Google+ House Revivals: I is for Interior Design -- Again

Thursday, November 18, 2010

I is for Interior Design -- Again

Recently, I was visiting the blog of a talented young decorator.  She was taking some interior design classes, and, in one of her posts, posed the question, "Do you believe a designer must be formally trained?  Or do you subscribe to the thought that all you need is a good eye and some serious creativity?"

The young woman who posed the question is already working in the industry as an independent home stylist (and she is very gifted), and I was so impressed that she was choosing to take classes to learn more about the interior design profession.  As a busy mom with two tiny children at home, taking classes will be no small feat for her. In my response to her question, I tried to weigh the fact that she was young and had a little family, and seemed to be most passionate about the decorating and styling side of residential design work.

As there are so many misconceptions about the interior design profession, I thought I would reprint my response here:

I think you will never regret taking the opportunity to learn more about the field. If you plan on only doing styling and decorating, then a degree is probably not a must. At my old firm, we had stylists on staff with backgrounds in things like art and fashion, and they were absolutely amazingly incredibly wonderful. A lot of big name firm owners are actually decorators with interior designers on their staff! (Maybe a business degree would serve you better, in that case!)
I can't imagine taking on some of the more complex projects, however, without a degree and/or an incredible mentor. From the outside looking in, it may seem that designers don't do anything "hard". I guess I can only say, people don't know what they don't know.

Also, it is only going to become harder and harder to practice (interior design) without a degree, as legislation continues to tighten up. Most larger firms will not consider hiring you without at least a four year degree in interior design, but the better interior design schools are highly competitive. You have to submit portfolios, take prerequisite classes, and maintain a minimum GPA, etc., just to have the opportunity to compete for a seat in a program. And the programs are really intense.

Do you want to be an interior designer or a stylist/decorator? As a decorator, you will focus on art, textiles, furnishings, finishes, and limited space planning. As an interior designer, you will do all those things, plus you will design mechanical and electrical plans, and floor plans (including structural walls in some states), you will show a strong knowledge of building and fire codes, human anthropometrics, and environmental psychology. You will know how to design for aging in place, and special needs. You will also be qualified to work in the commercial sector.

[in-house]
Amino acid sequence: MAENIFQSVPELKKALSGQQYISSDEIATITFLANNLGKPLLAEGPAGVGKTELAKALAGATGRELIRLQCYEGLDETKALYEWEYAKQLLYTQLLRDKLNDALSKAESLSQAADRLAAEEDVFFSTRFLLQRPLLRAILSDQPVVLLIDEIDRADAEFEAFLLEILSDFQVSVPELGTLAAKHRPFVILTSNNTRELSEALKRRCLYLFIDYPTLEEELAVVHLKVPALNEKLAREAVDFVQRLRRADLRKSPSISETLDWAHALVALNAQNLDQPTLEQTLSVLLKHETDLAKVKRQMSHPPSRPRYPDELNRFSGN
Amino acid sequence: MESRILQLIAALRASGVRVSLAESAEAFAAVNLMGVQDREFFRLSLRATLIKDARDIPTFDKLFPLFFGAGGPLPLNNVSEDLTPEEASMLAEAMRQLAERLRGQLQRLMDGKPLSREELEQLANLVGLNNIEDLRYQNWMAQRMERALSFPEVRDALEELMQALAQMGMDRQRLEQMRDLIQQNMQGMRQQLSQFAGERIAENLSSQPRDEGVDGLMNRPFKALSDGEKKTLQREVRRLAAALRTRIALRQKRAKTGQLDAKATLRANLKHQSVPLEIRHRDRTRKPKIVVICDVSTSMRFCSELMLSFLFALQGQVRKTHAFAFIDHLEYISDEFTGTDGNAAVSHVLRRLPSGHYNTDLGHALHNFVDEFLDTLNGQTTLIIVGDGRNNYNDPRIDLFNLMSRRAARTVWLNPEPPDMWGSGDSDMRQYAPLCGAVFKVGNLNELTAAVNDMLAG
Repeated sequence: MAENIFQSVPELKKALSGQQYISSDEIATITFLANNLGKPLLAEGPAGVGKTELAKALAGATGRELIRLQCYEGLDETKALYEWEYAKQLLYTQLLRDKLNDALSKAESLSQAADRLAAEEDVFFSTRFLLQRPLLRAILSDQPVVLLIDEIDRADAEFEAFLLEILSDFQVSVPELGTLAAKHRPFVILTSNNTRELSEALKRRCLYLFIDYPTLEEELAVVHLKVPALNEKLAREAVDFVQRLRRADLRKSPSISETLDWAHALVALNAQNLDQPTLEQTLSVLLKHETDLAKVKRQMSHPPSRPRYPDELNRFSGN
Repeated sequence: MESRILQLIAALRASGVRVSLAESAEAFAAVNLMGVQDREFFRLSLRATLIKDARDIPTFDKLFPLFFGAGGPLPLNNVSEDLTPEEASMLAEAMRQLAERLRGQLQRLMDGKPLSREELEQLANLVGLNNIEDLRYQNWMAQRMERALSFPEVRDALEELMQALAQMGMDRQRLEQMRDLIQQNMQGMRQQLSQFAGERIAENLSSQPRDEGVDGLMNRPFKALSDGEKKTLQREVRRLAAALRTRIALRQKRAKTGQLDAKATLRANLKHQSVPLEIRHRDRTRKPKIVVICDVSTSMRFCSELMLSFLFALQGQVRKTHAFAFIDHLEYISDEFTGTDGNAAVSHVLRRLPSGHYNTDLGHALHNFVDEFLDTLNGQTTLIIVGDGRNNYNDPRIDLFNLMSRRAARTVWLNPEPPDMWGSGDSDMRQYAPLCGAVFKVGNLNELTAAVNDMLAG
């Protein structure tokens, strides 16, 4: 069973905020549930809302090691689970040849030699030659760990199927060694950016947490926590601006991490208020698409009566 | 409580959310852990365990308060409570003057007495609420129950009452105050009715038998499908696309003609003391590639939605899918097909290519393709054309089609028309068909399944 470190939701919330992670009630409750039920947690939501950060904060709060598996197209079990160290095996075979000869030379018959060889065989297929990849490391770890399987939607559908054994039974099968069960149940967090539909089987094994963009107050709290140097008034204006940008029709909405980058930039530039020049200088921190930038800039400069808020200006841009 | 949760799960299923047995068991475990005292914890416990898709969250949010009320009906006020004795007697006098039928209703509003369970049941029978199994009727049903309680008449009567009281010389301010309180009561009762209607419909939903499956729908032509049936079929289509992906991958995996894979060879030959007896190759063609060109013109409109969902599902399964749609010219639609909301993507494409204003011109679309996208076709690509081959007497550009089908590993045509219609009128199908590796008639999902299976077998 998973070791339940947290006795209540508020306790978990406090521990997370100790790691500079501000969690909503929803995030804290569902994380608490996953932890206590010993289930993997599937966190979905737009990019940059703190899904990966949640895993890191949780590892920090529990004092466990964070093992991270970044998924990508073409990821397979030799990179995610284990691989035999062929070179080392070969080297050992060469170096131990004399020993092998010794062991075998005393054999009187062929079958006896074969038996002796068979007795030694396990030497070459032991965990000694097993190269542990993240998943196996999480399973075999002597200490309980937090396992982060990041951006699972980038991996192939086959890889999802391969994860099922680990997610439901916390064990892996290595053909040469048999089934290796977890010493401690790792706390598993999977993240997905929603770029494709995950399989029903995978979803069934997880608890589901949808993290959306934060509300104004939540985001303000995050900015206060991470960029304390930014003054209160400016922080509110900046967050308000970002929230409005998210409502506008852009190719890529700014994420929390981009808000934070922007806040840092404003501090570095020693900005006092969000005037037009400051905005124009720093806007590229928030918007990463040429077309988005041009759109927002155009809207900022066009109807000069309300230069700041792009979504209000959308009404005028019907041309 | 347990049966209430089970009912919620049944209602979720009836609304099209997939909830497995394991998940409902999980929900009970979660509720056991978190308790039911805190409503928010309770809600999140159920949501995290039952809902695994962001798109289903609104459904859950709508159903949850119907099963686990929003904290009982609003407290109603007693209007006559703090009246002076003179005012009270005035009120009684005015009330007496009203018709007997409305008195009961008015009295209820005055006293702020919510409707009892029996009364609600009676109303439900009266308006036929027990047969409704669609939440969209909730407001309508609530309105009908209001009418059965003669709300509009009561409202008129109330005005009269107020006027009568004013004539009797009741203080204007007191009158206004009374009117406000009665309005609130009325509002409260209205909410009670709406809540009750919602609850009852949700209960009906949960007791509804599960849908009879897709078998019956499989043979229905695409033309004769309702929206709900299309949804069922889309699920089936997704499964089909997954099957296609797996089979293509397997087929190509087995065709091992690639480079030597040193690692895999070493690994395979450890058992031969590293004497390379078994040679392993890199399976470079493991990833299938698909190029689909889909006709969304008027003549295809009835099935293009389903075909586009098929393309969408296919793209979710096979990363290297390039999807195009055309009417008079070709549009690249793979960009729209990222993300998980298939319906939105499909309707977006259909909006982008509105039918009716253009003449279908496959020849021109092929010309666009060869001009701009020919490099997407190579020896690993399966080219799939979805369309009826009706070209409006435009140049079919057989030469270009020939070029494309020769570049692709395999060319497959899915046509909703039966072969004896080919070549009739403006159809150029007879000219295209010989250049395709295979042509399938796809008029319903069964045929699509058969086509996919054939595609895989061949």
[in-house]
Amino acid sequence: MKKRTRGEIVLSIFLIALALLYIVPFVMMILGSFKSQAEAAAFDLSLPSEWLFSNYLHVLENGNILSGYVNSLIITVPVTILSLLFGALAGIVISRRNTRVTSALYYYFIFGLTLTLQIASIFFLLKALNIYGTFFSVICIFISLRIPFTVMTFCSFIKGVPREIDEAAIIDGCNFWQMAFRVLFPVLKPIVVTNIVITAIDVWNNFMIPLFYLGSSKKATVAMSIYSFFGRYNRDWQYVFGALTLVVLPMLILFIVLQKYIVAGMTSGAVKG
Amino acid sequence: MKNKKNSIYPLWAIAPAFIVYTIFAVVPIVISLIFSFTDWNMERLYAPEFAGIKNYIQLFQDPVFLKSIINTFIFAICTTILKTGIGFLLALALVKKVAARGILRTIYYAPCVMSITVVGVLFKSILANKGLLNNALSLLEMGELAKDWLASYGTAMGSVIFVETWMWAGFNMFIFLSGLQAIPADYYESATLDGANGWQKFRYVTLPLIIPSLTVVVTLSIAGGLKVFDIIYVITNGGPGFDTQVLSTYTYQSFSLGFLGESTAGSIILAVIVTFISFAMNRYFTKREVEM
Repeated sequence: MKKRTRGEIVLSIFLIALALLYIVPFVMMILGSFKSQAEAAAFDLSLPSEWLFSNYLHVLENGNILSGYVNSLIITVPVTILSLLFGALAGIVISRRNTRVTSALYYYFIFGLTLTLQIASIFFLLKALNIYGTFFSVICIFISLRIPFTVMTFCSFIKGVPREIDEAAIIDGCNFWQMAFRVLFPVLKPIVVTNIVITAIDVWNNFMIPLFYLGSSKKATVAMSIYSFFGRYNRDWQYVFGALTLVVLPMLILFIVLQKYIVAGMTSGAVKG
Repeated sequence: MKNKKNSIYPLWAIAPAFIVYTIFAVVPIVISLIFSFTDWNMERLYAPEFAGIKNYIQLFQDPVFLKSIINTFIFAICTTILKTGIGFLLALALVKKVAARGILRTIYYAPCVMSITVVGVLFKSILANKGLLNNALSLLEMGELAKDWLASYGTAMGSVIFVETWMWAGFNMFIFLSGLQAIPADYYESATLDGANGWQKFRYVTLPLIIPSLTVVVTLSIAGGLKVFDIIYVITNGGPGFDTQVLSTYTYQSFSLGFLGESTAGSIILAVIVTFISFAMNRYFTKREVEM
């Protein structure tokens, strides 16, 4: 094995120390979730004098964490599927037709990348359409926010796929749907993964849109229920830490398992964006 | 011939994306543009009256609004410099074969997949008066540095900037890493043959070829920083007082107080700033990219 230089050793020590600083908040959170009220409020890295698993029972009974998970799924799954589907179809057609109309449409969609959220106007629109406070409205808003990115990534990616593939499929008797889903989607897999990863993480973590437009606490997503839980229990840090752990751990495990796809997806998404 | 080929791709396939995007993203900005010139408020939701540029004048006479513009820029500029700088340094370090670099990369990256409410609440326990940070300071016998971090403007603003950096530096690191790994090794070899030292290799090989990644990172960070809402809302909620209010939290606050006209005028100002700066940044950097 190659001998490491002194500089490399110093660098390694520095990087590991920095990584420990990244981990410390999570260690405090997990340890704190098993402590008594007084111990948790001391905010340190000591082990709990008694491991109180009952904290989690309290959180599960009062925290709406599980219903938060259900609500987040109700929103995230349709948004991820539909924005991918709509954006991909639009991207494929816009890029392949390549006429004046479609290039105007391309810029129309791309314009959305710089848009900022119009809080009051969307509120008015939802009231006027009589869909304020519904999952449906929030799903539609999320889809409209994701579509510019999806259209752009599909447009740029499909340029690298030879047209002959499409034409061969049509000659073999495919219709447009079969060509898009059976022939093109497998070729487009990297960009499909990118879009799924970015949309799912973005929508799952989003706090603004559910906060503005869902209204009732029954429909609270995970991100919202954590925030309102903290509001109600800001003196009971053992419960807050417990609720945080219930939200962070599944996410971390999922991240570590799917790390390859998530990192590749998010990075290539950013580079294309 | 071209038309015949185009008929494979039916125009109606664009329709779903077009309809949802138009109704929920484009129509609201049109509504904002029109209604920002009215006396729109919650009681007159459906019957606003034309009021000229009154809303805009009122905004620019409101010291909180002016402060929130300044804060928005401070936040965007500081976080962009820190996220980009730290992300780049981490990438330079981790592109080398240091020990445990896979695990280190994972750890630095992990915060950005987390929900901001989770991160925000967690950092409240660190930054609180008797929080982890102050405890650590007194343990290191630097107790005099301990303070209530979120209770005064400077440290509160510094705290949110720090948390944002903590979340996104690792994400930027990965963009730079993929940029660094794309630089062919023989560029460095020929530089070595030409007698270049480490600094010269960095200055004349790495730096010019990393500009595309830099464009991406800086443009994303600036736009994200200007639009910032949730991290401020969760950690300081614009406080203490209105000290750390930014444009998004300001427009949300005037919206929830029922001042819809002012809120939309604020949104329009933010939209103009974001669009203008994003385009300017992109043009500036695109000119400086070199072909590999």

It sounds like what you love is residential work, focusing on the decorating aspect of design? In that case, have you considered taking some kitchen and bath planning courses from the NKBA? That might provide enough codes and mechanical/electrical background to give you a really strong start. Also, clients spend a lot of money on kitchen remodels, usually taking out second mortgages (not to mention the disruption to their lives). They deserve a designer with some formal training in kitchen planning, so that they get great function and safety, as well as beauty in their new space.

All that said, watch out for things like chandeliers over the bathtub, or an operable window and/or curtains behind the stove, or a "step up" bathtub, or curtains made from highly combustible textiles --especially in a child's room!  (not all textiles are created equal) Those are some common dangerous mistakes stylists make. If someone gets hurt as a result of your design specification, you won't just have their injury on your conscience -- you may have a lawsuit on your hands.

It sounds like you are at an exciting place in your life. I hope my rather long-winded answer helped shed some light, and didn't just thoroughly confuse you. I think there is room for everyone in the industry, be you a kitchen and bath planner, interior decorator, stylist, or interior designer. You just have to choose which path is best for you and your family.

So, that was the long answer.  The short answer would be "Yes, to be an interior designer you need training. That training could take the form of a college or university program or possibly a very structured apprenticeship or strong, long-term relationship with great mentor.  The body of knowledge needed to design the safe, functional, and beautiful spaces that our clients deserve is huge.  Having a good eye and some "serious creativity" is only part of the whole equation.

You can read another post about the interior design profession here.
To read about kitchen design, click here.
To read about a dangerous lighting design mistake, click here.

This post is being linked to Jenny Matlock's Alphabe-Thursday.